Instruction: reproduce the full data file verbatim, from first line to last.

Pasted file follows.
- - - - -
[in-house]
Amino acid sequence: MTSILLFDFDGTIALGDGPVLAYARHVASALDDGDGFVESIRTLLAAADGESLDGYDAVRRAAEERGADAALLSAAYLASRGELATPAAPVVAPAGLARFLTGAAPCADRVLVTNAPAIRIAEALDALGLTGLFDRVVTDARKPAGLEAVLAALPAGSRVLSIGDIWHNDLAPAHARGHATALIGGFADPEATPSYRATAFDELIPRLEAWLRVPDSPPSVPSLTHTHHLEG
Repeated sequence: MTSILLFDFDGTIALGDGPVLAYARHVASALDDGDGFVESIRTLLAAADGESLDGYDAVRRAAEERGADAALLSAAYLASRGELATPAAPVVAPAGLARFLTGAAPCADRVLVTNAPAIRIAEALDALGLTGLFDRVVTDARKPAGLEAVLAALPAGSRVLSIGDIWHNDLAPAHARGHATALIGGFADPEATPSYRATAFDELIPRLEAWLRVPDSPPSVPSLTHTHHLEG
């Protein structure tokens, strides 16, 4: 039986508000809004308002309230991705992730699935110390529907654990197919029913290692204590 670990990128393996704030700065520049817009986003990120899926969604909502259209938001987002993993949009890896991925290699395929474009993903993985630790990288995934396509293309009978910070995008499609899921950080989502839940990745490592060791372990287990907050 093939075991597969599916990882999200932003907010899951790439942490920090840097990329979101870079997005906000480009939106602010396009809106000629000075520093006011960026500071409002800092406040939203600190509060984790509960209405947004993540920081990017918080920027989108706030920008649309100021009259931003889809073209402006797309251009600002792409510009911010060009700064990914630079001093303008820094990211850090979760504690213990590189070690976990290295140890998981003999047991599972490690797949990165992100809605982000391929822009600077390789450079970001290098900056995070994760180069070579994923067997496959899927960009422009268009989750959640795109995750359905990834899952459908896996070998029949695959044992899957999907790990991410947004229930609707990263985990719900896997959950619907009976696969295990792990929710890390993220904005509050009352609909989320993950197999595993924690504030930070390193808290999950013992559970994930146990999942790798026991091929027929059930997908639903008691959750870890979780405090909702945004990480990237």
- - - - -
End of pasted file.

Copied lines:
[in-house]
Amino acid sequence: MTSILLFDFDGTIALGDGPVLAYARHVASALDDGDGFVESIRTLLAAADGESLDGYDAVRRAAEERGADAALLSAAYLASRGELATPAAPVVAPAGLARFLTGAAPCADRVLVTNAPAIRIAEALDALGLTGLFDRVVTDARKPAGLEAVLAALPAGSRVLSIGDIWHNDLAPAHARGHATALIGGFADPEATPSYRATAFDELIPRLEAWLRVPDSPPSVPSLTHTHHLEG
Repeated sequence: MTSILLFDFDGTIALGDGPVLAYARHVASALDDGDGFVESIRTLLAAADGESLDGYDAVRRAAEERGADAALLSAAYLASRGELATPAAPVVAPAGLARFLTGAAPCADRVLVTNAPAIRIAEALDALGLTGLFDRVVTDARKPAGLEAVLAALPAGSRVLSIGDIWHNDLAPAHARGHATALIGGFADPEATPSYRATAFDELIPRLEAWLRVPDSPPSVPSLTHTHHLEG
């Protein structure tokens, strides 16, 4: 039986508000809004308002309230991705992730699935110390529907654990197919029913290692204590 670990990128393996704030700065520049817009986003990120899926969604909502259209938001987002993993949009890896991925290699395929474009993903993985630790990288995934396509293309009978910070995008499609899921950080989502839940990745490592060791372990287990907050 093939075991597969599916990882999200932003907010899951790439942490920090840097990329979101870079997005906000480009939106602010396009809106000629000075520093006011960026500071409002800092406040939203600190509060984790509960209405947004993540920081990017918080920027989108706030920008649309100021009259931003889809073209402006797309251009600002792409510009911010060009700064990914630079001093303008820094990211850090979760504690213990590189070690976990290295140890998981003999047991599972490690797949990165992100809605982000391929822009600077390789450079970001290098900056995070994760180069070579994923067997496959899927960009422009268009989750959640795109995750359905990834899952459908896996070998029949695959044992899957999907790990991410947004229930609707990263985990719900896997959950619907009976696969295990792990929710890390993220904005509050009352609909989320993950197999595993924690504030930070390193808290999950013992559970994930146990999942790798026991091929027929059930997908639903008691959750870890979780405090909702945004990480990237």